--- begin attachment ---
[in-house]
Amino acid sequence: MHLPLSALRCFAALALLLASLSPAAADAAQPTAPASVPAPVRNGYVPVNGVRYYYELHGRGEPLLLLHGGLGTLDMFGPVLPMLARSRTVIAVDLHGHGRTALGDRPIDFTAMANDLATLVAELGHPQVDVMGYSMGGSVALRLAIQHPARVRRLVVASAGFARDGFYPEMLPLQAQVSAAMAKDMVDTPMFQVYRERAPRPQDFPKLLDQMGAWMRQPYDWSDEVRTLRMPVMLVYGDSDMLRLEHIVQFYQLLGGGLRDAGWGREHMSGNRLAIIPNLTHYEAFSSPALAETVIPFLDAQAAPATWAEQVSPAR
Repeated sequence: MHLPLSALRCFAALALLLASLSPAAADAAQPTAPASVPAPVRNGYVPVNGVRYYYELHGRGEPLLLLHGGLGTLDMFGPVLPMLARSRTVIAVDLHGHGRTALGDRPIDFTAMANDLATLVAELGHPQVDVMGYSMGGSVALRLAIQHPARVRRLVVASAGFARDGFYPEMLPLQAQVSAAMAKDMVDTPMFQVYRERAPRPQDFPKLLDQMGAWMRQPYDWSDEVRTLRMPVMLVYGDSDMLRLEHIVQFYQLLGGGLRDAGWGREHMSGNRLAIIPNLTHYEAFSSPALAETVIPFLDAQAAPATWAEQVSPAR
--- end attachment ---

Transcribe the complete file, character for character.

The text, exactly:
[in-house]
Amino acid sequence: MHLPLSALRCFAALALLLASLSPAAADAAQPTAPASVPAPVRNGYVPVNGVRYYYELHGRGEPLLLLHGGLGTLDMFGPVLPMLARSRTVIAVDLHGHGRTALGDRPIDFTAMANDLATLVAELGHPQVDVMGYSMGGSVALRLAIQHPARVRRLVVASAGFARDGFYPEMLPLQAQVSAAMAKDMVDTPMFQVYRERAPRPQDFPKLLDQMGAWMRQPYDWSDEVRTLRMPVMLVYGDSDMLRLEHIVQFYQLLGGGLRDAGWGREHMSGNRLAIIPNLTHYEAFSSPALAETVIPFLDAQAAPATWAEQVSPAR
Repeated sequence: MHLPLSALRCFAALALLLASLSPAAADAAQPTAPASVPAPVRNGYVPVNGVRYYYELHGRGEPLLLLHGGLGTLDMFGPVLPMLARSRTVIAVDLHGHGRTALGDRPIDFTAMANDLATLVAELGHPQVDVMGYSMGGSVALRLAIQHPARVRRLVVASAGFARDGFYPEMLPLQAQVSAAMAKDMVDTPMFQVYRERAPRPQDFPKLLDQMGAWMRQPYDWSDEVRTLRMPVMLVYGDSDMLRLEHIVQFYQLLGGGLRDAGWGREHMSGNRLAIIPNLTHYEAFSSPALAETVIPFLDAQAAPATWAEQVSPAR